1.Part I. Reaction Paper
Read and understand the text below. Follow outline in writing your reaction paper at least 250-750
paper at least 250-750 words.
2. Thesis Statement
3. Supporting details
The Digital Divide: The Challenge of Technology and Equity
(1) Information technology is influence the way many of us live and work today. We use the internet to look and apply for jobs, shop, conduct research, make airline reservations, and explore areas of interest. We use Email and internet to communicate instantaneously with friends and business associates around the world. Computers are commonplace in homes and the workplace.
(2) Although the number of internet users is growing exponentially each year, most of the worlds population does not have access to computers of the internet. Only 6 percent of the population in the developing countries are connected to telephones. Although more than 94 percent of U.S households have telephones, only 56 percent
have personal computers at home and 50 percent have internet access. The lack of what most of us would consider a basic communication necessity the telephone does not occur just in developing nations. On some Native American reservations only 60 percent of the residents have a telephone. The move to wireless connectivity may eliminate the need for telephone lines, but it does not remove the barrier to equipment costs.
(3) Who has internet access? The digital divide between the populations who have access to the internet and information technology tools and those who dont is based on income, race, education, household type, and geographic location, but the gap between groups is narrowing. Eighty-five percent of households with an income
over $75,000 have internet access, compared with less than 20 percent of the households with income under $15,000. Over 80 percent of college graduates use the internet as compared with 40 percent of high school completers and 13 percent of high school dropouts. Seventy-two percent of household with two parents have internet access; 40 percent of female, single parent households do. Differences are also found among households and families from different racial and ethnic groups. Fifty-five percent of white households, 31 percent of black households, 32 percent of Latino households, 68 percent of Asian or Pacific Islander households, and 39 percent of American Indian, Eskimos, or Aleut households have access to the internet. The number of internet users who are children under nine years old and persons over fifty has more than triple since 1997. Households in inner cities are less likely to have computers and internet access than those in urban and rural areas, but the differences are no more than 6 percent.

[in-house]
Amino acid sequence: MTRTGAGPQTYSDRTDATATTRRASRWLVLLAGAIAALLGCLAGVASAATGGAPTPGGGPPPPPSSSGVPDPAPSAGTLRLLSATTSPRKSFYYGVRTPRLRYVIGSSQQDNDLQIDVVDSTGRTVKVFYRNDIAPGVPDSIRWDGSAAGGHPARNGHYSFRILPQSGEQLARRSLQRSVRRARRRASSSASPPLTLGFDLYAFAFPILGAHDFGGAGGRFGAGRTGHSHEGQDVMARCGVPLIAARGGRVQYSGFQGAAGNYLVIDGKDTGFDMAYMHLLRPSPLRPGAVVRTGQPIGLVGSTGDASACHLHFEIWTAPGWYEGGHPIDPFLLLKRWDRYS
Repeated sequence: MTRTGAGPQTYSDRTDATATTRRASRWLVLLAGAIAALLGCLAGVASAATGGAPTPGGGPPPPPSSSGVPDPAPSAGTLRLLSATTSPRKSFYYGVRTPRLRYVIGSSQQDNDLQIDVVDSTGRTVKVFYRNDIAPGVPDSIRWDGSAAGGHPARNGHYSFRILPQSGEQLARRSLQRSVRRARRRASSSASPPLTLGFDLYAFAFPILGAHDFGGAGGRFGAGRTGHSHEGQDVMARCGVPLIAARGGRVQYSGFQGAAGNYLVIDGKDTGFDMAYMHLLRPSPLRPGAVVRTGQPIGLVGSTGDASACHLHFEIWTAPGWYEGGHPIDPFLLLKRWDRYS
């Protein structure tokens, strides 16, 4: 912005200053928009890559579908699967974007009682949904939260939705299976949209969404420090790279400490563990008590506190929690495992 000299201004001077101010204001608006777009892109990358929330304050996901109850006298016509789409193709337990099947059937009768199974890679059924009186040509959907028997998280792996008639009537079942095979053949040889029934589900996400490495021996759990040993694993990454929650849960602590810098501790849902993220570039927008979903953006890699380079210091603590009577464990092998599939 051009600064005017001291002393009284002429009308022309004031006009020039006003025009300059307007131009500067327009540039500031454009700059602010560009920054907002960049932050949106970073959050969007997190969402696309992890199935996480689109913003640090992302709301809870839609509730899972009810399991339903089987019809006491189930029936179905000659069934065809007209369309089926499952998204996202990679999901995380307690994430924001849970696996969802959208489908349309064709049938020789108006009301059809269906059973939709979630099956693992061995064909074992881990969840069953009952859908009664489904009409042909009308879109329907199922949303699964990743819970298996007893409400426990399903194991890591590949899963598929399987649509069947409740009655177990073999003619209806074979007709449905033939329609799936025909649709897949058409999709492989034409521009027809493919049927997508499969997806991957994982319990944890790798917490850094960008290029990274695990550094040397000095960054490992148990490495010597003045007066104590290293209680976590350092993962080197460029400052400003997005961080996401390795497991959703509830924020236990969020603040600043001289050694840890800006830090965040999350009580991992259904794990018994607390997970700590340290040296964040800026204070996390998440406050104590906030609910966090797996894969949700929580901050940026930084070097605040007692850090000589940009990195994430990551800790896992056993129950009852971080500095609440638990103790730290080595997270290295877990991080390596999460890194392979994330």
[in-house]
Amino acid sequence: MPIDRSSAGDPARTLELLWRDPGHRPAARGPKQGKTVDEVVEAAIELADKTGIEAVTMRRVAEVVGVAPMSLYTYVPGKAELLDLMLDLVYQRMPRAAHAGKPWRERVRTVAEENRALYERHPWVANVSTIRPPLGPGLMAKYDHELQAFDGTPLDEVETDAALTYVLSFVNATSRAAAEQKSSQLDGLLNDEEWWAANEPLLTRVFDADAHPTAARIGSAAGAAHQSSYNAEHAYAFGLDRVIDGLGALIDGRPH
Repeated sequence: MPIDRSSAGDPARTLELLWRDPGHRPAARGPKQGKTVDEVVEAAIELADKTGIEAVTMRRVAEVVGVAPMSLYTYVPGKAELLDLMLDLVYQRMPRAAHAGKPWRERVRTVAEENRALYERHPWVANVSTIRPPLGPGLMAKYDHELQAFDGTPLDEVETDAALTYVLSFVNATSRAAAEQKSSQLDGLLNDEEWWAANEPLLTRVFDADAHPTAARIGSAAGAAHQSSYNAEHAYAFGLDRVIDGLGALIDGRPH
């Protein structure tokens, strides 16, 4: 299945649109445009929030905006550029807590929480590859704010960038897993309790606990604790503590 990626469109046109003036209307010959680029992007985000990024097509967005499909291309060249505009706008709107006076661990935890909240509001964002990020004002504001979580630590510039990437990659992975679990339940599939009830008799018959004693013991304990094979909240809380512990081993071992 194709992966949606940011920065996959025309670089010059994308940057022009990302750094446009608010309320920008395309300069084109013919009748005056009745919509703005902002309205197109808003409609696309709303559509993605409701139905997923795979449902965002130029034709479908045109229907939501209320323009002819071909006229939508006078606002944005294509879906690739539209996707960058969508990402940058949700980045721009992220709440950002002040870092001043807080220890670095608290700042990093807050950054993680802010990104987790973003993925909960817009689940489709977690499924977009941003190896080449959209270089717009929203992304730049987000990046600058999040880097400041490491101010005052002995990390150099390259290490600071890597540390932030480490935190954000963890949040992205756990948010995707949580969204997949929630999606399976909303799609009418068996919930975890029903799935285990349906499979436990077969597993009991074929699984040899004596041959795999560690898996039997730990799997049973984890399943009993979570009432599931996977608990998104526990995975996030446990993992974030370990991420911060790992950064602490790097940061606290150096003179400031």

(4) Another problem that exacerbates these disparities is that African-American, Latinos, and Native Americans hold few of the jobs in information technology. Women about 20 percent of these jobs and receiving fewer than 30 percent of the Bachelors degrees in computer and information science. The result is that women and members of the most oppressed ethnic group are not eligible for the jobs with the highest salaries at graduation. Baccalaureate candidates with degree in computer science were offered the highest salaries of all new college graduates.
(5) Do similar disparities exist in schools? Ninety-eight percent of schools in the country are wired with at least one internet connection. The number of classrooms with internet connection differs by the income level of students. Using the percentage of students who are eligible for free lunches at a school to determine income level, we see that the higher percentage of the schools with more affluent students have wired classrooms than those with high concentrations of low-income students.
(6) Access to computers and the internet will be important in reducing disparities between groups. It will require higher equality across diverse groups whose members develop knowledge and skills in computer and information technologies. The field today is overrepresented by white males. If computers and the internet are to be used to promote equality, they have to become accessible to schools cannot currently afford the equipment which needs to be updated regularly every three years or so. However, access alone is not enough; Students will have to be interacting with the technology in authentic settings. As technology has become a tool for learning in almost all courses taken by students, it will be seen as a means to an end rather than an end in itself. If it is used in culturally relevant ways, all students can benefit from its power.
Subject English (intro Writing)
1. Choose a topic:
Consider a challenge relevant to your field of study i.e. Computer E engineering Technician and
relevant to your field of study i.e. Computer E engineering Technician and narrow your focus to a specific method,
technique, or project designed to meet the challenge. (In other words, identify something happening in
your field that addresses the problem you chose.)
2. Find sources about your topic.
Conduct research on your selected topic. Find three sources related to your topic. At least one of those
sources must be from the school Library.
• Potential sources include:
o scholarly sources
o popular sources
o non-text sources
o online source (public website)
o book, e-book, or report
Include links to sources. If a link is unavailable, provide information sufficient to find / verify source.
3. Evaluate research:
For each source: